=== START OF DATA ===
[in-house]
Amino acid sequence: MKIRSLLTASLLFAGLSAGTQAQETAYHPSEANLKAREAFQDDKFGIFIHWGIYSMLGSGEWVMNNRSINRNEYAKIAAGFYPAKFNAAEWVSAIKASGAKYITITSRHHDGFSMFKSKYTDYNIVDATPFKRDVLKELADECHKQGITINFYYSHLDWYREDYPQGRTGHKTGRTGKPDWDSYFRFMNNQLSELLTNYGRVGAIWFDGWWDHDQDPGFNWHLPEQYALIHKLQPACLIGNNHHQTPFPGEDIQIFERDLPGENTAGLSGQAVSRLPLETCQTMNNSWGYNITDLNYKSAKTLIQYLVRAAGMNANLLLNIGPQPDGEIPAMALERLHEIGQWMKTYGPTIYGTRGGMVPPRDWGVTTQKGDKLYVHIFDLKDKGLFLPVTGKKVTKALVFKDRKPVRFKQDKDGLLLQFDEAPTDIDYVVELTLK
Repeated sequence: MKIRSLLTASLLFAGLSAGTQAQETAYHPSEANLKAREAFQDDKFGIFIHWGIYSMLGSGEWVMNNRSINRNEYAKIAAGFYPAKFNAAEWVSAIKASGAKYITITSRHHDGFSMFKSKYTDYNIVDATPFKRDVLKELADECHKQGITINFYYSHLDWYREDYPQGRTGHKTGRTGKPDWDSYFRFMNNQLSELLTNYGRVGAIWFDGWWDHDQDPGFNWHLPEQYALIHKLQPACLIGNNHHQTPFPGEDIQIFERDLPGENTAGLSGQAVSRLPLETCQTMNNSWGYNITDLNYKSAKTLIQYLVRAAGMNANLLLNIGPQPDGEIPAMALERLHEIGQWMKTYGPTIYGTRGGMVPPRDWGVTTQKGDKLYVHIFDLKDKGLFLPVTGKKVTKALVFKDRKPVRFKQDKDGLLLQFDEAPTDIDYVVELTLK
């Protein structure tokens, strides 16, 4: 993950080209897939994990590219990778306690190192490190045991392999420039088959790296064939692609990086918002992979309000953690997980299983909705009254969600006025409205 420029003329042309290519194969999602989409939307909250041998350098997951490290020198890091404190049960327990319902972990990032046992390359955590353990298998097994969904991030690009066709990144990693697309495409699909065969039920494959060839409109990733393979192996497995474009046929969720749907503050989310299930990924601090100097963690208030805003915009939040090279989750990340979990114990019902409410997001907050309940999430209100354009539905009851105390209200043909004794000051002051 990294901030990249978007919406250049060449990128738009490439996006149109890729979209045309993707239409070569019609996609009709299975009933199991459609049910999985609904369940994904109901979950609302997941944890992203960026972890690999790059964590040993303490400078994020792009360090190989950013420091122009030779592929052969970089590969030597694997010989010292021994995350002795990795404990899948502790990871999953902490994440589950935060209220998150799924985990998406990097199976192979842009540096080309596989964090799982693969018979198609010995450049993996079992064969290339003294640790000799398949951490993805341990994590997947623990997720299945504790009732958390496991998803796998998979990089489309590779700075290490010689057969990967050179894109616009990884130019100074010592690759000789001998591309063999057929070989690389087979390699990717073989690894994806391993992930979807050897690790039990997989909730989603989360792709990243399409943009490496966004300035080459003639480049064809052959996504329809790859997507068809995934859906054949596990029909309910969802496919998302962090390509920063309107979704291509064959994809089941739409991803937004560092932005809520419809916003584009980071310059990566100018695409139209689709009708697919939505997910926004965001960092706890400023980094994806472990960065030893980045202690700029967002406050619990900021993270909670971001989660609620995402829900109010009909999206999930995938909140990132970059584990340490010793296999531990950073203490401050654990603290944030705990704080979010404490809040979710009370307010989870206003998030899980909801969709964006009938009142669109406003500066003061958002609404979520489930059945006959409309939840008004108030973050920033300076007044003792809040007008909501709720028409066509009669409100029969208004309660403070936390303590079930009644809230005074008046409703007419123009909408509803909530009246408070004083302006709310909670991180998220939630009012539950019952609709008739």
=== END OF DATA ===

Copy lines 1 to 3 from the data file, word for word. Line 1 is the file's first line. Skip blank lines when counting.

[in-house]
Amino acid sequence: MKIRSLLTASLLFAGLSAGTQAQETAYHPSEANLKAREAFQDDKFGIFIHWGIYSMLGSGEWVMNNRSINRNEYAKIAAGFYPAKFNAAEWVSAIKASGAKYITITSRHHDGFSMFKSKYTDYNIVDATPFKRDVLKELADECHKQGITINFYYSHLDWYREDYPQGRTGHKTGRTGKPDWDSYFRFMNNQLSELLTNYGRVGAIWFDGWWDHDQDPGFNWHLPEQYALIHKLQPACLIGNNHHQTPFPGEDIQIFERDLPGENTAGLSGQAVSRLPLETCQTMNNSWGYNITDLNYKSAKTLIQYLVRAAGMNANLLLNIGPQPDGEIPAMALERLHEIGQWMKTYGPTIYGTRGGMVPPRDWGVTTQKGDKLYVHIFDLKDKGLFLPVTGKKVTKALVFKDRKPVRFKQDKDGLLLQFDEAPTDIDYVVELTLK
Repeated sequence: MKIRSLLTASLLFAGLSAGTQAQETAYHPSEANLKAREAFQDDKFGIFIHWGIYSMLGSGEWVMNNRSINRNEYAKIAAGFYPAKFNAAEWVSAIKASGAKYITITSRHHDGFSMFKSKYTDYNIVDATPFKRDVLKELADECHKQGITINFYYSHLDWYREDYPQGRTGHKTGRTGKPDWDSYFRFMNNQLSELLTNYGRVGAIWFDGWWDHDQDPGFNWHLPEQYALIHKLQPACLIGNNHHQTPFPGEDIQIFERDLPGENTAGLSGQAVSRLPLETCQTMNNSWGYNITDLNYKSAKTLIQYLVRAAGMNANLLLNIGPQPDGEIPAMALERLHEIGQWMKTYGPTIYGTRGGMVPPRDWGVTTQKGDKLYVHIFDLKDKGLFLPVTGKKVTKALVFKDRKPVRFKQDKDGLLLQFDEAPTDIDYVVELTLK